So, I'm here today, ladies and gentlemen, to pledge to you my party's commitment to people with disabilities and my party's commitment to work with you to help people with disabilities. Without wanting to blow the Liberal Party's trumpet, without wanting to boast about the good work that the Coalition has done, I think you saw when we were in government a very sustained effort to help people with disabilities and particularly to help those who are caring for people with disabilities and that will continue and improve should we have the opportunity to govern this country again.

I also want to pledge my personal commitment to doing everything I reasonably can to help and support people with disabilities.

Some of you might have heard of an annual charity bike ride that I began some 15 years ago called the Pollie Pedal. This year, the beneficiary of the Pollie Pedal was Carers Australia. Myself and various parliamentary colleagues and friends rode a thousand kilometres. We raised more than half a million dollars and more importantly at every stop on the way, we met people with disabilities and their carers. I was pleased and proud to be able to do this for people with disabilities and their carers. Some of you might have noticed if you’ve ever been close to me that I have some cauliflower ears. Those cauliflower ears aren’t just from packing into too many scrums over the years, ladies and gentlemen. Those cauliflower ears are at least in part the result of the way Carers Australia have chewed my ear so consistently on the need for a better deal for people with disabilities.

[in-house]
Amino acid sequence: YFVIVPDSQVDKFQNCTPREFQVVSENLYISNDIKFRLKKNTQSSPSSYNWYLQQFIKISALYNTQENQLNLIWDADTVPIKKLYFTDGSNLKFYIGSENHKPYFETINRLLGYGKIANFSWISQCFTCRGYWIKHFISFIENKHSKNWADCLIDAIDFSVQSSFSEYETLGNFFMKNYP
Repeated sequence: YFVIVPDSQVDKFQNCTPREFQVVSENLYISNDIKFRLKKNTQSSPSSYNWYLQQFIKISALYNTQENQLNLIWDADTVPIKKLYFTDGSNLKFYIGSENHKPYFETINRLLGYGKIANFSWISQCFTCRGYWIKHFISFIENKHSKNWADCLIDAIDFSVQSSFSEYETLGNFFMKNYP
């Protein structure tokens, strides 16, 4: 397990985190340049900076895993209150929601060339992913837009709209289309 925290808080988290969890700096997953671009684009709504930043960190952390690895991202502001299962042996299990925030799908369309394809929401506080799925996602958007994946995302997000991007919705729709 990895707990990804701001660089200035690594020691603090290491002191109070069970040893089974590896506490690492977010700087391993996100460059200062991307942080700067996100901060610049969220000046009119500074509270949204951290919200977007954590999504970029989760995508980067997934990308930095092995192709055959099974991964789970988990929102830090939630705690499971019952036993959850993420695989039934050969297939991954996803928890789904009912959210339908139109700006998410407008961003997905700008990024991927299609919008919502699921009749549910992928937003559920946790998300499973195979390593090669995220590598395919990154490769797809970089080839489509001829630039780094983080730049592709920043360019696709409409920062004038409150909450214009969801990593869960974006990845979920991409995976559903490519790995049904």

Next year, an election year, the Pollie Pedal will once more be raising money for Carers Australia and I have assured Carers Australia that should we form a government, in at least the first year of a Coalition government again the Pollie Pedal will be for Carers Australia because I want the leaders of Carers Australia, I want the carers who are caring for people with disability to have the chance to chew the ear of a Prime Minister, not just of an Opposition Leader. I think you deserve that. You absolutely deserve to have that kind of sustained contact with a Prime Minister and not just with an Opposition Leader.

Now, I want to congratulate all of you in this room for your support for a National Disability Insurance Scheme. It is right and proper that vulnerable Australians should receive the same level of service regardless of how their vulnerability or their disability was caused, regardless of which state they live in. The services that you get should not depend upon your address or whether or not you have won the litigation lottery.